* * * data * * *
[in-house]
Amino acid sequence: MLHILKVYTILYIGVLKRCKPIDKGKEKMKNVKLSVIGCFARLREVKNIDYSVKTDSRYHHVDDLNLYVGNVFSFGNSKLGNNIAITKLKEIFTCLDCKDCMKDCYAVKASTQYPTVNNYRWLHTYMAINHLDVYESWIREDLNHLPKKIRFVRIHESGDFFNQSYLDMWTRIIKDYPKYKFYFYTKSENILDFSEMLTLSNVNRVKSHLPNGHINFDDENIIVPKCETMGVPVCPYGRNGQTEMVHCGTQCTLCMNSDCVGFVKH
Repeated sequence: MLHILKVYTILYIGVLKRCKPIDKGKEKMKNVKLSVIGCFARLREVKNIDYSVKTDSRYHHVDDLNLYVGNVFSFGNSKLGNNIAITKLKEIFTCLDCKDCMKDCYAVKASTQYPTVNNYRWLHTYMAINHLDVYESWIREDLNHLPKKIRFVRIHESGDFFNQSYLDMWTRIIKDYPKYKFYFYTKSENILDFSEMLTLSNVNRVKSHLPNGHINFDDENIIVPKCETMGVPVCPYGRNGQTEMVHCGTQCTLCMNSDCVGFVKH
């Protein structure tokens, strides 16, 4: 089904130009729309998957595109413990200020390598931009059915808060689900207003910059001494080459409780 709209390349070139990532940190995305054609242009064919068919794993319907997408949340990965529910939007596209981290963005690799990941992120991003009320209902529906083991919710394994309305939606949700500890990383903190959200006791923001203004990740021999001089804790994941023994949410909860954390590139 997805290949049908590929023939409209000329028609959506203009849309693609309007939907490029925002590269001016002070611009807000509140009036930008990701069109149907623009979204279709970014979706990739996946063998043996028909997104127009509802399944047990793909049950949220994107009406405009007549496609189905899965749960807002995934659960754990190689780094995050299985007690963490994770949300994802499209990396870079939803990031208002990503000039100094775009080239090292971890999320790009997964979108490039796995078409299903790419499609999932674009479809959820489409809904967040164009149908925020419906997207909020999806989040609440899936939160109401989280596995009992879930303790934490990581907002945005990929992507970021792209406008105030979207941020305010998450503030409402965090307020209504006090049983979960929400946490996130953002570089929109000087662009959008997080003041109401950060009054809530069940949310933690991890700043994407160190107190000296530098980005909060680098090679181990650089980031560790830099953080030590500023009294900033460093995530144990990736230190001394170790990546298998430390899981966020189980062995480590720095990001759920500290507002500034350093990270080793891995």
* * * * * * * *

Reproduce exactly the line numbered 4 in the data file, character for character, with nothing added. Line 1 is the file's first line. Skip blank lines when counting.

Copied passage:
């Protein structure tokens, strides 16, 4: 089904130009729309998957595109413990200020390598931009059915808060689900207003910059001494080459409780 709209390349070139990532940190995305054609242009064919068919794993319907997408949340990965529910939007596209981290963005690799990941992120991003009320209902529906083991919710394994309305939606949700500890990383903190959200006791923001203004990740021999001089804790994941023994949410909860954390590139 997805290949049908590929023939409209000329028609959506203009849309693609309007939907490029925002590269001016002070611009807000509140009036930008990701069109149907623009979204279709970014979706990739996946063998043996028909997104127009509802399944047990793909049950949220994107009406405009007549496609189905899965749960807002995934659960754990190689780094995050299985007690963490994770949300994802499209990396870079939803990031208002990503000039100094775009080239090292971890999320790009997964979108490039796995078409299903790419499609999932674009479809959820489409809904967040164009149908925020419906997207909020999806989040609440899936939160109401989280596995009992879930303790934490990581907002945005990929992507970021792209406008105030979207941020305010998450503030409402965090307020209504006090049983979960929400946490996130953002570089929109000087662009959008997080003041109401950060009054809530069940949310933690991890700043994407160190107190000296530098980005909060680098090679181990650089980031560790830099953080030590500023009294900033460093995530144990990736230190001394170790990546298998430390899981966020189980062995480590720095990001759920500290507002500034350093990270080793891995």